Electro-hypersensitivity (EHS, microwave syndrome) has been known to phone operators since the beginning of the 20th century. It has manifested as a weakening of the nervous system connected to headaches, lack of energy, tiredness and anxiety. In 1970, a report from the former Soviet Union described the “microwave syndrome” of military personnel who worked with radio and radar devices with similar symptoms.
Due to the rapidly developing mobile communications and technology industry, it is not only specific occupational groups but more and more people in the general population who suffer from EHS. But what exactly is electrosensitivity? What symptoms do those who are affected experience? Is EHS recognised in medicine and science? And what can you do to relieve symptoms and to protect yourself?
Before the digital age, all life on Earth was only exposed to the natural electromagnetic environment, including the Earth’s magnetic field, solar and cosmic radiation. Life adapted to these natural EMFs. Today, on the other hand, we live in a very unnatural EMF environment. In 2008/2009, it was stated that our exposure to electrosmog was already 10 to 15 times higher than the levels emitted by the natural Earth’s magnetic field. According to Statista, the number of mobile phone connections worldwide was 3.4 million in 1993 and rose to 8,152 million by 2020. The trend is on the rise.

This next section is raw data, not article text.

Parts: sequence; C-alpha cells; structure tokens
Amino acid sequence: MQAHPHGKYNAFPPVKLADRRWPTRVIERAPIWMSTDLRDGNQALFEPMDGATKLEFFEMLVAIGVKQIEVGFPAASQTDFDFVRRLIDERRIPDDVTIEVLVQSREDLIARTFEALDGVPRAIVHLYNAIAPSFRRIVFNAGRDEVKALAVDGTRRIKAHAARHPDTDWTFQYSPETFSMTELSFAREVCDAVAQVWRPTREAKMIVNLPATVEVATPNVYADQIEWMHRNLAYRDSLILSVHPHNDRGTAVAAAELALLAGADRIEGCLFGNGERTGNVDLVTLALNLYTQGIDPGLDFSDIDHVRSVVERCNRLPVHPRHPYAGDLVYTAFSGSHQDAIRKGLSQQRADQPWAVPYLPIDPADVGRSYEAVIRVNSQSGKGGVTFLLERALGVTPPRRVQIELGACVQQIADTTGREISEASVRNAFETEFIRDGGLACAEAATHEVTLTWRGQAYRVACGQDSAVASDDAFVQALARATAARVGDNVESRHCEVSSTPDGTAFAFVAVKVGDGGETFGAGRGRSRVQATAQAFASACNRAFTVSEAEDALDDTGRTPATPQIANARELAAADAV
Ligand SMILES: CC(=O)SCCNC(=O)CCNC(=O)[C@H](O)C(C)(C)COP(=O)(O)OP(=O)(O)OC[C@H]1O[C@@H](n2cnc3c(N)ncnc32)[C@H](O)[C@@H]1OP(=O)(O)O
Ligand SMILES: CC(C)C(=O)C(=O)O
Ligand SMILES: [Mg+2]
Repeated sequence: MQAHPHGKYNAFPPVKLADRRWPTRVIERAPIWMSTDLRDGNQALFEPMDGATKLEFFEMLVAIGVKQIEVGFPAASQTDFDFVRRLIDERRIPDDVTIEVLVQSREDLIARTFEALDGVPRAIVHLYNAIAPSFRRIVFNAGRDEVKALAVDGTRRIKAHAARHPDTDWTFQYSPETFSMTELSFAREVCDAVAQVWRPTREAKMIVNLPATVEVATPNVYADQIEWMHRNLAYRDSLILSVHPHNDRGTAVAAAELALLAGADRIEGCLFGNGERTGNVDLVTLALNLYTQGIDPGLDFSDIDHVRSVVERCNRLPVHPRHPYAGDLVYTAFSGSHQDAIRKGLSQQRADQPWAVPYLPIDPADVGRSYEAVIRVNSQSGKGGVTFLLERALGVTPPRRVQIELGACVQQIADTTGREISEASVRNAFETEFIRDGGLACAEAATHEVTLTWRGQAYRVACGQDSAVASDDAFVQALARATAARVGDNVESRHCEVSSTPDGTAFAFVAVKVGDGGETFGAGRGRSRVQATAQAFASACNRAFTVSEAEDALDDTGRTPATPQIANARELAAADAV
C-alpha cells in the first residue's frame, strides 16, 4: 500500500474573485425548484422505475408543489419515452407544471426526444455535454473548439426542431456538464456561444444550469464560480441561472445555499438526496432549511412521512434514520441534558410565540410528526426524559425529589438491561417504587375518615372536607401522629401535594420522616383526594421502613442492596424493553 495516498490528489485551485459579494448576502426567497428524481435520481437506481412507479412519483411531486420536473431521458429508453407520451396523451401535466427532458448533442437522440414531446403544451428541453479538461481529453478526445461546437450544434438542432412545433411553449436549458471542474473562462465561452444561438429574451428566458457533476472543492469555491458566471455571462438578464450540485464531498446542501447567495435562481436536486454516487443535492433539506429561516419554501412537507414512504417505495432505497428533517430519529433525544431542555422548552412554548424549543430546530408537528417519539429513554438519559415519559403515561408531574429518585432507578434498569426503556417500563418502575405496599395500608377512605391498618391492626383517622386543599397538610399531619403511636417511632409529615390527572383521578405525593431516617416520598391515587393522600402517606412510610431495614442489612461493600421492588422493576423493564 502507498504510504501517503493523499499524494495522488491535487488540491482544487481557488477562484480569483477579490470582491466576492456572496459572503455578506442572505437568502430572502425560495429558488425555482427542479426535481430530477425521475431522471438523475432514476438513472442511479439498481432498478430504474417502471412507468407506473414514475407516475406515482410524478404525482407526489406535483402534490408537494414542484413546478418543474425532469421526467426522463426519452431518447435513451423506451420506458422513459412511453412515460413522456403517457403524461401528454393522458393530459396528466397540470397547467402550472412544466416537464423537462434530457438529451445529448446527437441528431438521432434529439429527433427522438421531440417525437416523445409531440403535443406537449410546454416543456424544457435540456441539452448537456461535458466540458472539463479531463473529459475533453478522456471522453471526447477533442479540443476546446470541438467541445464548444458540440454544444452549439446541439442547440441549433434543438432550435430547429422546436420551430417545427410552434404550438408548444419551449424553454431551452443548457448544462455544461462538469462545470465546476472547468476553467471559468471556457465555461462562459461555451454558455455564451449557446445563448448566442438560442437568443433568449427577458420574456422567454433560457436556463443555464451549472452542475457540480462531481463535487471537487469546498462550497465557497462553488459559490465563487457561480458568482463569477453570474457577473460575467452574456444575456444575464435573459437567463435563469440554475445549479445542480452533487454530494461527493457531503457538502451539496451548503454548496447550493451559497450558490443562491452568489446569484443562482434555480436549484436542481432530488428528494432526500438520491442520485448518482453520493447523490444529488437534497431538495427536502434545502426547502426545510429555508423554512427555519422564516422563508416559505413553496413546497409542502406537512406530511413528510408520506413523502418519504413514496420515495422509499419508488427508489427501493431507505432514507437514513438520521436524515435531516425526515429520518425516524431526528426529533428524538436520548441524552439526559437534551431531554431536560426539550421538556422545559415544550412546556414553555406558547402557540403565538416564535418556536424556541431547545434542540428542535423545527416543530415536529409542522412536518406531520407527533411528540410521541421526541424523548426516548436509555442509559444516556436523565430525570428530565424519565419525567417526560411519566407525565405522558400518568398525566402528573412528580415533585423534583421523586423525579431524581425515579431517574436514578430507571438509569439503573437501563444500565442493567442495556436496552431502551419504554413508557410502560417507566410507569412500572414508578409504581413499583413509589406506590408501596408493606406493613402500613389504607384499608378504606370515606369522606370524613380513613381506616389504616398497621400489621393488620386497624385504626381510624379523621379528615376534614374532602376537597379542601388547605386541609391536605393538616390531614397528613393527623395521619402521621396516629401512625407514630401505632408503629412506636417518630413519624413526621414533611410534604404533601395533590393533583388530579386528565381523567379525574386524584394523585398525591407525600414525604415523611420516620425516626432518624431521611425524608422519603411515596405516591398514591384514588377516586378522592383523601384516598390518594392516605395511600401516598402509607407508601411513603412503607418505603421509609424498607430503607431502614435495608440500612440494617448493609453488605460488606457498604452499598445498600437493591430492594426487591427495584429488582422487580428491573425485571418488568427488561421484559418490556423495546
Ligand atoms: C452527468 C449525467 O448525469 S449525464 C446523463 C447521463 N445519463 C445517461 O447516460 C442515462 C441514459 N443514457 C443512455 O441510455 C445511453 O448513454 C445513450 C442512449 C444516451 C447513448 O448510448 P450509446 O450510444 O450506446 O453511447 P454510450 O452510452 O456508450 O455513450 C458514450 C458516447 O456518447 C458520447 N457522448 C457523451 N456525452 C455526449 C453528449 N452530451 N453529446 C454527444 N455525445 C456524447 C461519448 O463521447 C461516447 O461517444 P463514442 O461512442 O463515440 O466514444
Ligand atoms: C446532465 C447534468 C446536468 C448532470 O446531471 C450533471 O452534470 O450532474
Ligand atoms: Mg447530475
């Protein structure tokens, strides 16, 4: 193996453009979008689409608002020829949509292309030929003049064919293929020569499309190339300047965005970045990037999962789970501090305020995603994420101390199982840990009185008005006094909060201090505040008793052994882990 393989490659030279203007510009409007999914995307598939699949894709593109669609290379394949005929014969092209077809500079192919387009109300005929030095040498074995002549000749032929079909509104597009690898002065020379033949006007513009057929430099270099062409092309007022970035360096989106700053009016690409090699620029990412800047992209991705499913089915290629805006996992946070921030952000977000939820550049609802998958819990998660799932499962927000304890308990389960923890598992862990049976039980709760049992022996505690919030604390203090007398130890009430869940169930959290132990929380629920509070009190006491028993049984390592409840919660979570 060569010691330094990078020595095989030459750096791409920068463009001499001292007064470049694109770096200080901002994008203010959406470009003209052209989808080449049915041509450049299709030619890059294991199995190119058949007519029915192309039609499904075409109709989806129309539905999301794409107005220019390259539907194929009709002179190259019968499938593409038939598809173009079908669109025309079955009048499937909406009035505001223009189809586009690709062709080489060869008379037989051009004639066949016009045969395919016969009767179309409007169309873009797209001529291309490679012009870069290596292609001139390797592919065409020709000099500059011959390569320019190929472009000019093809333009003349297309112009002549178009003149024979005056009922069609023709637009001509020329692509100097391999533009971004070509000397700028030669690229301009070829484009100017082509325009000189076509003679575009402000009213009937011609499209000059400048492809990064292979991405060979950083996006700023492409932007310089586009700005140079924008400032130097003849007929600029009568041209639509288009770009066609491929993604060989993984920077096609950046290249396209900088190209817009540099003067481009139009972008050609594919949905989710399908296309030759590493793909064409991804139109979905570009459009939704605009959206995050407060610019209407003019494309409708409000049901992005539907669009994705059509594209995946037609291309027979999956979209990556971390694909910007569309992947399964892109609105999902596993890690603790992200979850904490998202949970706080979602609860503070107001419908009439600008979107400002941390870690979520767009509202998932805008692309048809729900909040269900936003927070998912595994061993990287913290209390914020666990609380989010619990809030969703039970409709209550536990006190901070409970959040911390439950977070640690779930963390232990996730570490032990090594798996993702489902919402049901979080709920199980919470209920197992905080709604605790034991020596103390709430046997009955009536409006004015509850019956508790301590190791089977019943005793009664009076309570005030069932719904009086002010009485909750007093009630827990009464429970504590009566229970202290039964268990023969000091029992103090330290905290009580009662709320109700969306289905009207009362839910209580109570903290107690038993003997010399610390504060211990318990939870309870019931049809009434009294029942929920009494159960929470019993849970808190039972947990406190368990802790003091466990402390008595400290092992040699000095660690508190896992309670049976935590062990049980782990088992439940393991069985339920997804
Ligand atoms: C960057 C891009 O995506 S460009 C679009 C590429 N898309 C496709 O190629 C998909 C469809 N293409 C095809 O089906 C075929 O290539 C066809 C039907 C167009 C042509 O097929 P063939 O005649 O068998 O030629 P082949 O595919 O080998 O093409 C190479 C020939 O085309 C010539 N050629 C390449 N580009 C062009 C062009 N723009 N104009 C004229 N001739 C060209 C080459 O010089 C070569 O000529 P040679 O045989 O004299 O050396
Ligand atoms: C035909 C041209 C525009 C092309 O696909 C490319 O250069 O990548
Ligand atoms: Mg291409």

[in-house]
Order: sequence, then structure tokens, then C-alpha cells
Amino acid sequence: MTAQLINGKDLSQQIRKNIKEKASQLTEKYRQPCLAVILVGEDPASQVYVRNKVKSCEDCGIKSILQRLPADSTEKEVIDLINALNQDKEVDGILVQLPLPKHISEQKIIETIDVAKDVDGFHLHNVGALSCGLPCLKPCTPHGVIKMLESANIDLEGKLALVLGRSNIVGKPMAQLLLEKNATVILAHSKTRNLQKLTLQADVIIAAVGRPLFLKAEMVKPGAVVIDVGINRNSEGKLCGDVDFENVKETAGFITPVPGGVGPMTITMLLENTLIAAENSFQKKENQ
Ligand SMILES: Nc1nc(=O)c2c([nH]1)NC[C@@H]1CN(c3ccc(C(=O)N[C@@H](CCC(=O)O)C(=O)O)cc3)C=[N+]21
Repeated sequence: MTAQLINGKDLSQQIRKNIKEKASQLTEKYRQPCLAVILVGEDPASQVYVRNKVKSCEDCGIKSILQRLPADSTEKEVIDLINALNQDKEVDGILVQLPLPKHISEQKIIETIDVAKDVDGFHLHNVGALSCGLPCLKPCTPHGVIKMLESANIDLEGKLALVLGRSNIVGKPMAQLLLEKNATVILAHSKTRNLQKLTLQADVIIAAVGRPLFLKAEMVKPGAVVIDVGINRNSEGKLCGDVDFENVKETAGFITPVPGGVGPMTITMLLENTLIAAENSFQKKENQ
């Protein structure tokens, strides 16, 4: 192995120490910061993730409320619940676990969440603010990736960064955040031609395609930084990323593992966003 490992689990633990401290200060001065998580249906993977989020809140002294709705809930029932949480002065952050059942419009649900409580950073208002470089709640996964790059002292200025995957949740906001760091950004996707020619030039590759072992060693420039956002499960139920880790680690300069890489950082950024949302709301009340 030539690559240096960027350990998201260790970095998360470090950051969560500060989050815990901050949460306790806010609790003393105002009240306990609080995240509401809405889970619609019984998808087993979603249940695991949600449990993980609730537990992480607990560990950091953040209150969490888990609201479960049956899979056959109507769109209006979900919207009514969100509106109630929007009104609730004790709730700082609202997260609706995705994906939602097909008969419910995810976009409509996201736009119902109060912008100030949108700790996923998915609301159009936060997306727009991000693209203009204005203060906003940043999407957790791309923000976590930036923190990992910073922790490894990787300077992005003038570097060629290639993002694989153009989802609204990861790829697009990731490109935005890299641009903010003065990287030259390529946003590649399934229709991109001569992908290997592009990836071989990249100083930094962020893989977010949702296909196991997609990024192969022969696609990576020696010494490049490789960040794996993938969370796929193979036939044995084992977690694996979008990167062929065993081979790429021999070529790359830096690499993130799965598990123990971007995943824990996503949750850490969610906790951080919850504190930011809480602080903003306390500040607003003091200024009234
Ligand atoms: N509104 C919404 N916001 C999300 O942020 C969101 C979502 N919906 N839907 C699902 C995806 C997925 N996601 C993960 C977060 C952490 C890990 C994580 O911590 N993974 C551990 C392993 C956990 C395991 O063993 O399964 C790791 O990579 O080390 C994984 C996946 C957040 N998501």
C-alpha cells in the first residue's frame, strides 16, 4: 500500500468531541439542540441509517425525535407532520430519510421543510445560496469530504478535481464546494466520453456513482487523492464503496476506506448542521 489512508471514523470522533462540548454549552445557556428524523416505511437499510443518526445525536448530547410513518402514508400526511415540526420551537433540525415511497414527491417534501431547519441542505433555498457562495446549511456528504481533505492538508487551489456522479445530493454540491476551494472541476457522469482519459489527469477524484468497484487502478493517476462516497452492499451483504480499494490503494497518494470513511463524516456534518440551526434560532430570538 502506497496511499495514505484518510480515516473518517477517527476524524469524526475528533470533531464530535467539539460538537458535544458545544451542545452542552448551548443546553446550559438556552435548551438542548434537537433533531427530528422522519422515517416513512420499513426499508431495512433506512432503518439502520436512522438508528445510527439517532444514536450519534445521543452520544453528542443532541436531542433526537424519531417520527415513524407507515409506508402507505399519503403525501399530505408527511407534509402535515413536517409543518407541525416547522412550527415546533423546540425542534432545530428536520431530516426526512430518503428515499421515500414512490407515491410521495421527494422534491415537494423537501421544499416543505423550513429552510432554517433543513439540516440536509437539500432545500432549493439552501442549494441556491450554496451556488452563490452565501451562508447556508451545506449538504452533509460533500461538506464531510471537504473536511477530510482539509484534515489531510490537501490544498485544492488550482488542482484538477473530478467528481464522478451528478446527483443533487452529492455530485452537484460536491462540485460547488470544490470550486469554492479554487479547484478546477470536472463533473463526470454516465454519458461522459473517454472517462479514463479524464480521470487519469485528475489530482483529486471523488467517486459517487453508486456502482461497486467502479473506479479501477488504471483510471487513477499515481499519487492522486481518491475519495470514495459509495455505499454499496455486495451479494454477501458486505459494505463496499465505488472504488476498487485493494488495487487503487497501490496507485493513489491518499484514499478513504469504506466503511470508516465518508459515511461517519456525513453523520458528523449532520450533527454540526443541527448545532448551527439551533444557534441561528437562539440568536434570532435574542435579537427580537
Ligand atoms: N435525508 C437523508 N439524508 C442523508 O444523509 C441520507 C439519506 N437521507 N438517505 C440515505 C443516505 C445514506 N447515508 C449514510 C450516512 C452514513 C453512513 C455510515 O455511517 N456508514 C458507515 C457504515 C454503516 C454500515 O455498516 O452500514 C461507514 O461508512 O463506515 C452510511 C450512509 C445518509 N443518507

The history of mobile communications
The electromagnetic fields to which people are potentially exposed also emanate from countless sources and devices.
Sources for artificial high frequencies are, for instance:
- Base stations (2G, 3G, 4G, 5G technology);
- Special telecommunication systems;
- Devices such as cordless phones, laptops, tablets, Wifi, video, radio, TV, smart meters.
Sources in the low frequency range are, for instance.:
- Power lines;
- Electrical installations;
- Fluorescent lamps.
Legal limit values are intended to protect us from electrosmog
In Germany and many other countries around the world, there are binding regulations (SAR) for electromagnetic radiation. The European Union joined ICNIRP guidelines in 1999 within the framework of the EU Council recommendation. Most EU countries have followed suit. The current SAR value, which represents the maximum permissible exposure value, is two watts per kg in Europe and 1.6 watts per kg in the USA.
Are these current SAR standards safe?